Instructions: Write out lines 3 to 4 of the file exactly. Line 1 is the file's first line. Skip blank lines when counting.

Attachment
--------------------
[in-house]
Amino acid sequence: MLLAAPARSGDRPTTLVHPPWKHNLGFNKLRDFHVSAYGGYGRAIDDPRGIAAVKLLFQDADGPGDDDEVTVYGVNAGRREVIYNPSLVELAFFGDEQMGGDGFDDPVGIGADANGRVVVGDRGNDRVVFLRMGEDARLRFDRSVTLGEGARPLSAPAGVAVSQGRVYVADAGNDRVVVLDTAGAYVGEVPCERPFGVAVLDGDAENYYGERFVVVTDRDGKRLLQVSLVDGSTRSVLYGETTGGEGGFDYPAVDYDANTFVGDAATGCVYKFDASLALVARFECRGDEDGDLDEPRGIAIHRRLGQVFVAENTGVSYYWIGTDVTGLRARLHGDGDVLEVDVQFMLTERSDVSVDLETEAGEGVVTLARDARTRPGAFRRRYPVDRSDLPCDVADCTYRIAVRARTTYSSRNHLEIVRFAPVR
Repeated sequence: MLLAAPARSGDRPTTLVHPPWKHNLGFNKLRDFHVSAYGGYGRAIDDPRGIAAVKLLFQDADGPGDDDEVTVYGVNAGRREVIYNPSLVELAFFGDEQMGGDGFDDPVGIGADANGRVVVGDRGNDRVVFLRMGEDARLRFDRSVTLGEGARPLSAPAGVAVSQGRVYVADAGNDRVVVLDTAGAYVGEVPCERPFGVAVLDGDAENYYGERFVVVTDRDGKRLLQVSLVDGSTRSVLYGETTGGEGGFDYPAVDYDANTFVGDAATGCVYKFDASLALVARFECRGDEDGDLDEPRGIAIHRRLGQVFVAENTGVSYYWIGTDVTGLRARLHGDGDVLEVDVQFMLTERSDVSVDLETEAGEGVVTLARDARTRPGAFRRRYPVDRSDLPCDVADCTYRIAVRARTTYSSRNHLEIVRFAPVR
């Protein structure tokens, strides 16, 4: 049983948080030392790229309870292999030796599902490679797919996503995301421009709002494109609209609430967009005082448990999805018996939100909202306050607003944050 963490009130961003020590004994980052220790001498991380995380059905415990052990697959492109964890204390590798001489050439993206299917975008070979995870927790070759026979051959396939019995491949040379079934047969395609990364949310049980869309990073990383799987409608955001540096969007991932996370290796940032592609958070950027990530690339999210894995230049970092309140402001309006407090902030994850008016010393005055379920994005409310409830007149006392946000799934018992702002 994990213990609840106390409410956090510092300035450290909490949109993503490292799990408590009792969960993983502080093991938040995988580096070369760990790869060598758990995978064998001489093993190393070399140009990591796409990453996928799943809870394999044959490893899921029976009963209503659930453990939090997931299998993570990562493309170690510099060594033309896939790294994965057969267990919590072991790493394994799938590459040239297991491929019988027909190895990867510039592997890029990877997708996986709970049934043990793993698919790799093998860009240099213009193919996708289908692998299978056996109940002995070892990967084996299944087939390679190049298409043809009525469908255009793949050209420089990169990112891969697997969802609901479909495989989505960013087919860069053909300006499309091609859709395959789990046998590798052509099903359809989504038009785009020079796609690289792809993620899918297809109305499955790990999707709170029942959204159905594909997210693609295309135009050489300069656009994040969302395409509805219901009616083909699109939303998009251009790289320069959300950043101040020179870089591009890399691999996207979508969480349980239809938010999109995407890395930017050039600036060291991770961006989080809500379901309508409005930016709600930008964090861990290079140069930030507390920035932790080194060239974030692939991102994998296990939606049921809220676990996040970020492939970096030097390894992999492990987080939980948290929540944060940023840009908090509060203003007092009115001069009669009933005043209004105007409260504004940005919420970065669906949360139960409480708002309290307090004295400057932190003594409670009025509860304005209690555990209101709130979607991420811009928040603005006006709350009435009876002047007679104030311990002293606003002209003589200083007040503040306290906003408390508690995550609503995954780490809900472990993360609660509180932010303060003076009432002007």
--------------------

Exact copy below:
Repeated sequence: MLLAAPARSGDRPTTLVHPPWKHNLGFNKLRDFHVSAYGGYGRAIDDPRGIAAVKLLFQDADGPGDDDEVTVYGVNAGRREVIYNPSLVELAFFGDEQMGGDGFDDPVGIGADANGRVVVGDRGNDRVVFLRMGEDARLRFDRSVTLGEGARPLSAPAGVAVSQGRVYVADAGNDRVVVLDTAGAYVGEVPCERPFGVAVLDGDAENYYGERFVVVTDRDGKRLLQVSLVDGSTRSVLYGETTGGEGGFDYPAVDYDANTFVGDAATGCVYKFDASLALVARFECRGDEDGDLDEPRGIAIHRRLGQVFVAENTGVSYYWIGTDVTGLRARLHGDGDVLEVDVQFMLTERSDVSVDLETEAGEGVVTLARDARTRPGAFRRRYPVDRSDLPCDVADCTYRIAVRARTTYSSRNHLEIVRFAPVR
């Protein structure tokens, strides 16, 4: 049983948080030392790229309870292999030796599902490679797919996503995301421009709002494109609209609430967009005082448990999805018996939100909202306050607003944050 963490009130961003020590004994980052220790001498991380995380059905415990052990697959492109964890204390590798001489050439993206299917975008070979995870927790070759026979051959396939019995491949040379079934047969395609990364949310049980869309990073990383799987409608955001540096969007991932996370290796940032592609958070950027990530690339999210894995230049970092309140402001309006407090902030994850008016010393005055379920994005409310409830007149006392946000799934018992702002 994990213990609840106390409410956090510092300035450290909490949109993503490292799990408590009792969960993983502080093991938040995988580096070369760990790869060598758990995978064998001489093993190393070399140009990591796409990453996928799943809870394999044959490893899921029976009963209503659930453990939090997931299998993570990562493309170690510099060594033309896939790294994965057969267990919590072991790493394994799938590459040239297991491929019988027909190895990867510039592997890029990877997708996986709970049934043990793993698919790799093998860009240099213009193919996708289908692998299978056996109940002995070892990967084996299944087939390679190049298409043809009525469908255009793949050209420089990169990112891969697997969802609901479909495989989505960013087919860069053909300006499309091609859709395959789990046998590798052509099903359809989504038009785009020079796609690289792809993620899918297809109305499955790990999707709170029942959204159905594909997210693609295309135009050489300069656009994040969302395409509805219901009616083909699109939303998009251009790289320069959300950043101040020179870089591009890399691999996207979508969480349980239809938010999109995407890395930017050039600036060291991770961006989080809500379901309508409005930016709600930008964090861990290079140069930030507390920035932790080194060239974030692939991102994998296990939606049921809220676990996040970020492939970096030097390894992999492990987080939980948290929540944060940023840009908090509060203003007092009115001069009669009933005043209004105007409260504004940005919420970065669906949360139960409480708002309290307090004295400057932190003594409670009025509860304005209690555990209101709130979607991420811009928040603005006006709350009435009876002047007679104030311990002293606003002209003589200083007040503040306290906003408390508690995550609503995954780490809900472990993360609660509180932010303060003076009432002007």